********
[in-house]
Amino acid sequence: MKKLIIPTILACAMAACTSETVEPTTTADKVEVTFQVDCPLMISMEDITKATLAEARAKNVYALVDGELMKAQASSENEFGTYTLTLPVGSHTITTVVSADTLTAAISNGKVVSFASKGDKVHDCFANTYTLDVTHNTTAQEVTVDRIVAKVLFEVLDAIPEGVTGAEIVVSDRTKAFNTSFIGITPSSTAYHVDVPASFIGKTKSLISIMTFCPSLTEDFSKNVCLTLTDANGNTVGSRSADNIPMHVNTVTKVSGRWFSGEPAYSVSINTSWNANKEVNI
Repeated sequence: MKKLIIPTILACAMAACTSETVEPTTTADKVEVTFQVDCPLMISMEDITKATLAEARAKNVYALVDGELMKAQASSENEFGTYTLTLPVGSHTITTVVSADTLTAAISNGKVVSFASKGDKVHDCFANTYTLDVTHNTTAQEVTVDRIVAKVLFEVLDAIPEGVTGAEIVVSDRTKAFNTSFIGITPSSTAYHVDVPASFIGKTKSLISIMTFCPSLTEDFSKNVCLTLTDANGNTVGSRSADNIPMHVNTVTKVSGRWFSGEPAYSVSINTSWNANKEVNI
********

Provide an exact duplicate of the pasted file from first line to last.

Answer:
[in-house]
Amino acid sequence: MKKLIIPTILACAMAACTSETVEPTTTADKVEVTFQVDCPLMISMEDITKATLAEARAKNVYALVDGELMKAQASSENEFGTYTLTLPVGSHTITTVVSADTLTAAISNGKVVSFASKGDKVHDCFANTYTLDVTHNTTAQEVTVDRIVAKVLFEVLDAIPEGVTGAEIVVSDRTKAFNTSFIGITPSSTAYHVDVPASFIGKTKSLISIMTFCPSLTEDFSKNVCLTLTDANGNTVGSRSADNIPMHVNTVTKVSGRWFSGEPAYSVSINTSWNANKEVNI
Repeated sequence: MKKLIIPTILACAMAACTSETVEPTTTADKVEVTFQVDCPLMISMEDITKATLAEARAKNVYALVDGELMKAQASSENEFGTYTLTLPVGSHTITTVVSADTLTAAISNGKVVSFASKGDKVHDCFANTYTLDVTHNTTAQEVTVDRIVAKVLFEVLDAIPEGVTGAEIVVSDRTKAFNTSFIGITPSSTAYHVDVPASFIGKTKSLISIMTFCPSLTEDFSKNVCLTLTDANGNTVGSRSADNIPMHVNTVTKVSGRWFSGEPAYSVSINTSWNANKEVNI